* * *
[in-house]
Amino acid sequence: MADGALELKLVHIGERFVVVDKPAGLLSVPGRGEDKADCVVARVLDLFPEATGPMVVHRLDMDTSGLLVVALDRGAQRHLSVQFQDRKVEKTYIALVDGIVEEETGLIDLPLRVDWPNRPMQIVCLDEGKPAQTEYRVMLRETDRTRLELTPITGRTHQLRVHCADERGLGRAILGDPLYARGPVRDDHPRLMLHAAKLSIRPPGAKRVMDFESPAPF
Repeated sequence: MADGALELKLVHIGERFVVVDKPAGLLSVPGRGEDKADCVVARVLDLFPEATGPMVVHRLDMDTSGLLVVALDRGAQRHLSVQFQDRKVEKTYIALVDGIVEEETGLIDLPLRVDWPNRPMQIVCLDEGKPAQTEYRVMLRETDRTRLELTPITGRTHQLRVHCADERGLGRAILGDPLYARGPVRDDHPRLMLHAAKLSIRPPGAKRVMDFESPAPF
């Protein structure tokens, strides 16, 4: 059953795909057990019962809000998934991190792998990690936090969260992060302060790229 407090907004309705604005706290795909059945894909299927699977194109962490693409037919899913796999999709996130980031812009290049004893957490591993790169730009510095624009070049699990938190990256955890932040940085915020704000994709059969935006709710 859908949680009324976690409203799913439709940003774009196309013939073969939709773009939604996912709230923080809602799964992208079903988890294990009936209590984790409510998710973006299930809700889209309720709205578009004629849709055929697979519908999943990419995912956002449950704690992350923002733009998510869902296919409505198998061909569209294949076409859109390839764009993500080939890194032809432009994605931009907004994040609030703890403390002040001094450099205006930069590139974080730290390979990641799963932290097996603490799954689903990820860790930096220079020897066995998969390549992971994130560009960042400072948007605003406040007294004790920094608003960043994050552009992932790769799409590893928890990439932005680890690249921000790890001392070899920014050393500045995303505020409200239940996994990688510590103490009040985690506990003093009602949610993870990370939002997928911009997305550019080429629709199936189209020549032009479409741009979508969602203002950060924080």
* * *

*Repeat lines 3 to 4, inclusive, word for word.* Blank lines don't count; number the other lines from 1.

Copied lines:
Repeated sequence: MADGALELKLVHIGERFVVVDKPAGLLSVPGRGEDKADCVVARVLDLFPEATGPMVVHRLDMDTSGLLVVALDRGAQRHLSVQFQDRKVEKTYIALVDGIVEEETGLIDLPLRVDWPNRPMQIVCLDEGKPAQTEYRVMLRETDRTRLELTPITGRTHQLRVHCADERGLGRAILGDPLYARGPVRDDHPRLMLHAAKLSIRPPGAKRVMDFESPAPF
């Protein structure tokens, strides 16, 4: 059953795909057990019962809000998934991190792998990690936090969260992060302060790229 407090907004309705604005706290795909059945894909299927699977194109962490693409037919899913796999999709996130980031812009290049004893957490591993790169730009510095624009070049699990938190990256955890932040940085915020704000994709059969935006709710 859908949680009324976690409203799913439709940003774009196309013939073969939709773009939604996912709230923080809602799964992208079903988890294990009936209590984790409510998710973006299930809700889209309720709205578009004629849709055929697979519908999943990419995912956002449950704690992350923002733009998510869902296919409505198998061909569209294949076409859109390839764009993500080939890194032809432009994605931009907004994040609030703890403390002040001094450099205006930069590139974080730290390979990641799963932290097996603490799954689903990820860790930096220079020897066995998969390549992971994130560009960042400072948007605003406040007294004790920094608003960043994050552009992932790769799409590893928890990439932005680890690249921000790890001392070899920014050393500045995303505020409200239940996994990688510590103490009040985690506990003093009602949610993870990370939002997928911009997305550019080429629709199936189209020549032009479409741009979508969602203002950060924080």